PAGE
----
Don't know if its possible to punt defense efficiently anymore. Pure offense is now more valued on the market than defense or all-around play.
But if you're talking about in-house candidates.. Maybe. Not high on Carp myself as a regular so I wouldn't do it, but can understand the argument.
Personally think you're best off putting guys at their best defensive positions unless you have excess.
In 1976, the Mariners didn't yet exist. Neither did the Chicago White Sox: in 1976 the Sox lost 97 games, scored 586 runs (sound familiar?) and allowed 745, and hadn't done anything but lose since the days of Denny McLain and his 30 wins.
So why do Lonnie and I remember a 1977 White Sox team destroying the Mariners, game-in and game-out, and taking two or three curtain calls a game against us? (Yes, really. You could look up the curtain call thing.)
=== Rolling Box Cars, Dept. ===
Tired of losing, Bill Veeck decided before the 1977 season that he was going to rent four or five one-year DH's.
He traded Goose Gossage for Richie Zisk, who he installed as left fielder. This would be exactly like the 2012 Seattle Mariners buying Mark Reynolds and putting him in LF. Zisk slugged .514 that year with 30 homers and 100 RBI. Remember, this is the 1970's American League, not the post-1987 era.
He signed Oscar "Dr. Strangeglove" Gamble on a 1-year deal, to play DH and the outfield. Gamble, coming off a 117 OPS+ for the Yankees, proceeded to slug .588 (!!) for the 1977 Sox.
Veeck did other things. He signed Eric Soderholm, coming after an INJURED-DNP 1976 season, who OPS+ed 129 at third base. Veeck installed Lamar Johnson, a good-hit no-field commodity, in a jobshare at first base, telling his coaches to stop whining about Johnson's defense. And Johnson slugged .500 for them in 400 PA's.
Brian Downing, that era's version of Mike Napoli, played 70 games at catcher and posted a .402 OBP.
=== Punting Defense ===
At BJOL, Bill devised a way to identify the 20th-century teams that won far more games on the field than they did on paper. The 1977 Sox were one of his 10 biggest overachievers of the century.
How did they do it? They said, "Well, we can't play defense, so we're not going to worry about it. We'll give you six and we'll score eight."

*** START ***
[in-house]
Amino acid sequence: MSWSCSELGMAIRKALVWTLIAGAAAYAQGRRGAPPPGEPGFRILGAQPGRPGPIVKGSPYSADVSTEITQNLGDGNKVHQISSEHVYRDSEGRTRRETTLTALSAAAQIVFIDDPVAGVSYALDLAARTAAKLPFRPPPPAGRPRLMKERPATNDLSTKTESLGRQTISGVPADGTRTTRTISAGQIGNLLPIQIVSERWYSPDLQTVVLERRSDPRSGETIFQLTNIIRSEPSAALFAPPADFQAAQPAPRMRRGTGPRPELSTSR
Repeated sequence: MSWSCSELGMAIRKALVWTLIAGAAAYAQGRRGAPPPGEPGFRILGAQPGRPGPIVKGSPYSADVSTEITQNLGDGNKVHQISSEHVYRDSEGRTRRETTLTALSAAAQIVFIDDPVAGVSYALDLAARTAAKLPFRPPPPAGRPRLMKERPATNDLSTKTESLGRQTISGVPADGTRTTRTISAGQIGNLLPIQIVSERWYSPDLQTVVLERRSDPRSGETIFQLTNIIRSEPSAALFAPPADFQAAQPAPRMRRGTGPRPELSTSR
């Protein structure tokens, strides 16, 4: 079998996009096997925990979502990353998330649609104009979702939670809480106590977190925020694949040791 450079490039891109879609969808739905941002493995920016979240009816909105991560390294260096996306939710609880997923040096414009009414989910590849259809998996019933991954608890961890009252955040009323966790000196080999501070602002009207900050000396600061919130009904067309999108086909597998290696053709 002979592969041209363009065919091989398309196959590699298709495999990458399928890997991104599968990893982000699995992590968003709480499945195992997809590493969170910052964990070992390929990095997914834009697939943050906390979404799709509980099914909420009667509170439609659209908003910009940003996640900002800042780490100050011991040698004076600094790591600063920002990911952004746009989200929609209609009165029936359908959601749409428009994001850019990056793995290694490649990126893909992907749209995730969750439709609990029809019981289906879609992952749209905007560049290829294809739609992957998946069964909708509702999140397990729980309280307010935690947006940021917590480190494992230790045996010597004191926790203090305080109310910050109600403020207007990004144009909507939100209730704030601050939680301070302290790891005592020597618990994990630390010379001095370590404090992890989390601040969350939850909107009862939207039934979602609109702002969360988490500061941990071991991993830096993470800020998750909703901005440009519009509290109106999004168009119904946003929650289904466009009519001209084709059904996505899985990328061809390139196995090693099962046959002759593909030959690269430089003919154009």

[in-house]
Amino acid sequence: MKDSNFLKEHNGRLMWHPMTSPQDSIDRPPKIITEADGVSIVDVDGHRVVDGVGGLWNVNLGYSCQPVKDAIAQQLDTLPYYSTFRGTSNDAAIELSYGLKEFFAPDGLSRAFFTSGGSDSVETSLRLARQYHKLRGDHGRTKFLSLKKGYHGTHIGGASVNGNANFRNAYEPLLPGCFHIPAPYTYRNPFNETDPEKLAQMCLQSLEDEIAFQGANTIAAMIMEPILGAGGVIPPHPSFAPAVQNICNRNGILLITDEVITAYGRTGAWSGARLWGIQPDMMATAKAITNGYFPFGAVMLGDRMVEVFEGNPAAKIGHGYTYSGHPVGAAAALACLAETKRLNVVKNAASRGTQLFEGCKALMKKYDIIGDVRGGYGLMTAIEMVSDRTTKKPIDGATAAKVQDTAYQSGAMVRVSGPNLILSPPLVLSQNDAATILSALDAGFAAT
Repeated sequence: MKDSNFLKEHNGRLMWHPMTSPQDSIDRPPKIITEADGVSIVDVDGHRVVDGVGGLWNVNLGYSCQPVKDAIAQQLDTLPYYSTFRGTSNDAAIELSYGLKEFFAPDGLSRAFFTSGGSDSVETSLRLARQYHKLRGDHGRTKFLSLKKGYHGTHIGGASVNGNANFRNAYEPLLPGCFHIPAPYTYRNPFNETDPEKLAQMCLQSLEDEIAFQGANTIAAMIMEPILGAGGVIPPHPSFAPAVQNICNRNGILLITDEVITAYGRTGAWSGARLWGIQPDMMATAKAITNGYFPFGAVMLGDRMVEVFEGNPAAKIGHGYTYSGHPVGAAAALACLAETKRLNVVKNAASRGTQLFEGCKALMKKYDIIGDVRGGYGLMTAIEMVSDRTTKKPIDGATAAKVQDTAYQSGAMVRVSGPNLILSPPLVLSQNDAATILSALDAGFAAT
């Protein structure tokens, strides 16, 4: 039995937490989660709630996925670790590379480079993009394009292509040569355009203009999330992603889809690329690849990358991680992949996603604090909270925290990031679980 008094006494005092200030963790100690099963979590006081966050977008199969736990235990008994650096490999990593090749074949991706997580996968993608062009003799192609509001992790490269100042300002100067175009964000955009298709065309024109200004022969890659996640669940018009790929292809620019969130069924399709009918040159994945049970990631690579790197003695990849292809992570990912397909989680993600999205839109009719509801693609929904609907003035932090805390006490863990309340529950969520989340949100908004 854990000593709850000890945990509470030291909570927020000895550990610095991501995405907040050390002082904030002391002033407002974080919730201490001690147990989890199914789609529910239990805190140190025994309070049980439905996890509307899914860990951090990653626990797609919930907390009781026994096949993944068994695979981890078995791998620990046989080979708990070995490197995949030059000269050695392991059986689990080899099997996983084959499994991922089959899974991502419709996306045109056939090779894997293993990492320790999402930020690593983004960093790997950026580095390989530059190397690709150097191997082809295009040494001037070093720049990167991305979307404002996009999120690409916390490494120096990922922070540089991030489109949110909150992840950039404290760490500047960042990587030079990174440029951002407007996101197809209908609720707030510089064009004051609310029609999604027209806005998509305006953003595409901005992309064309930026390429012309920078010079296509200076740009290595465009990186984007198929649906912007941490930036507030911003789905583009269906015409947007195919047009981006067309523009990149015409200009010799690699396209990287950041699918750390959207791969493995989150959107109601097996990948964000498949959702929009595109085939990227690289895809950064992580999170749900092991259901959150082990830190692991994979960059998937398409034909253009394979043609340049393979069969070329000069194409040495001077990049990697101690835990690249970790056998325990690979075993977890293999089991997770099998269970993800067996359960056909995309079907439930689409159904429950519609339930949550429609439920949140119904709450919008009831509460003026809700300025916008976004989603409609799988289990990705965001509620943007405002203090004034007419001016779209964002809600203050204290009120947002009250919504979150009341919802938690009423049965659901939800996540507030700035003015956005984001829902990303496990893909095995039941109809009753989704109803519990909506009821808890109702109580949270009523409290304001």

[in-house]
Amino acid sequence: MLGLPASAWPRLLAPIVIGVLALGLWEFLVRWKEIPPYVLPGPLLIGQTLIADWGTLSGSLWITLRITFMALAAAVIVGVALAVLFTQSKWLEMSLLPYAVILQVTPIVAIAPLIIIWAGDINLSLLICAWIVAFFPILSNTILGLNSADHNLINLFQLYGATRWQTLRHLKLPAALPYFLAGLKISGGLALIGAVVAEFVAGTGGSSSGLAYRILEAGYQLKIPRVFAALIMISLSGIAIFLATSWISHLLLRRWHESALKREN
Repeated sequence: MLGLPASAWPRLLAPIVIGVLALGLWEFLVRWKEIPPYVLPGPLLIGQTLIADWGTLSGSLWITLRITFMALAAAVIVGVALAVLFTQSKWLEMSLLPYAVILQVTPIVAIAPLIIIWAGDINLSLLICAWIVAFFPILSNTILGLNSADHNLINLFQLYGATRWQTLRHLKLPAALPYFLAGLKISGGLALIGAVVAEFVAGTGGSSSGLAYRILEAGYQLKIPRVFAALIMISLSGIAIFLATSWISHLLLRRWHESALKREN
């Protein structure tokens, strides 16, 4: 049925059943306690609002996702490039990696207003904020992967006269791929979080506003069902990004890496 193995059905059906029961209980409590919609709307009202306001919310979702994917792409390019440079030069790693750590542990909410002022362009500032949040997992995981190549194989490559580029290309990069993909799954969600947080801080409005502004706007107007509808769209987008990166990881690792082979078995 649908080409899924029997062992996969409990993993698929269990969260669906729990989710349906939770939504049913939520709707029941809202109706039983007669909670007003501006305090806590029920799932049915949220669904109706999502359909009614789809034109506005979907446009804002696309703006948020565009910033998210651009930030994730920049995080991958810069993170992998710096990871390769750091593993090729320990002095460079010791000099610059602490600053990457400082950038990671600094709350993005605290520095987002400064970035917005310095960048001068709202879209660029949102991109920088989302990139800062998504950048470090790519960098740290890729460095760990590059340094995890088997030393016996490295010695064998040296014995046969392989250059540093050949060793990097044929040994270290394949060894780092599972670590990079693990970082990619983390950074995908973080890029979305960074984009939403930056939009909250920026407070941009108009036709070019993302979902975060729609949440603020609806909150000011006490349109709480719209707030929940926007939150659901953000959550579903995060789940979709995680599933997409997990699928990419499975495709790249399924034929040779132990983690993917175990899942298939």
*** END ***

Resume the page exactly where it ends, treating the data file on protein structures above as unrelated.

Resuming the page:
It worked, spectacularly. The White Sox became known as "the South Side Hit Men" and took to jumping out of the dugout for curtain calls. This led to wonderful relationships with the other AL teams, as you might imagine...
Here is the White Sox offense. Don't forget Lamar Johnson and Brian Downing, below the gray benchie bar. You think the unies have anything at all to do with the way Lonnie, MoeDog and I remember the beatings?
=== Said All That to Say This, Dept. ===
If the M's don't sign Prince Fielder, that doesn't mean they have to have a lousy offense.
They can put Casper Wells in center field. They can put Mike Carp in left field.
They can acquire Mark Reynolds, or somebody, to play DH. They can go get a lefty platoon catcher ... oh, wait. They can put Alex Liddi at third base. They can sign a second Reynolds type to hit as 10th man, the way Lamar Johnson did for the 1977 Sox.
Granted, we have no idea what that would mean on defense. We're just pointing out: you can score runs if you want to. You'd have to shake off your paradigm paralysis, to do so.
Don't know if its possible to punt defense efficiently anymore. Pure offense is now more valued on the market than defense or all-around play.
Loved Veeck. Hated those unis!
Gamble had bigger hair than Billy Preston, but the guy could flat out hit. Zisk was one of my favorite players of the era. Couldn't catch a cold but rattled shots around major league parks with regularity. Man, Joge Orta was that team's 2B. He was a bat first/ glove third type of guy, too. He led the league in 2B errors 4 times! Not many guys remember Downing, but he was a terrific offensive catcher at times. Ralph Garr played OF like he was on roller skates......on ice.....on drugs. He could hit, though. That team was lots of fun to watch.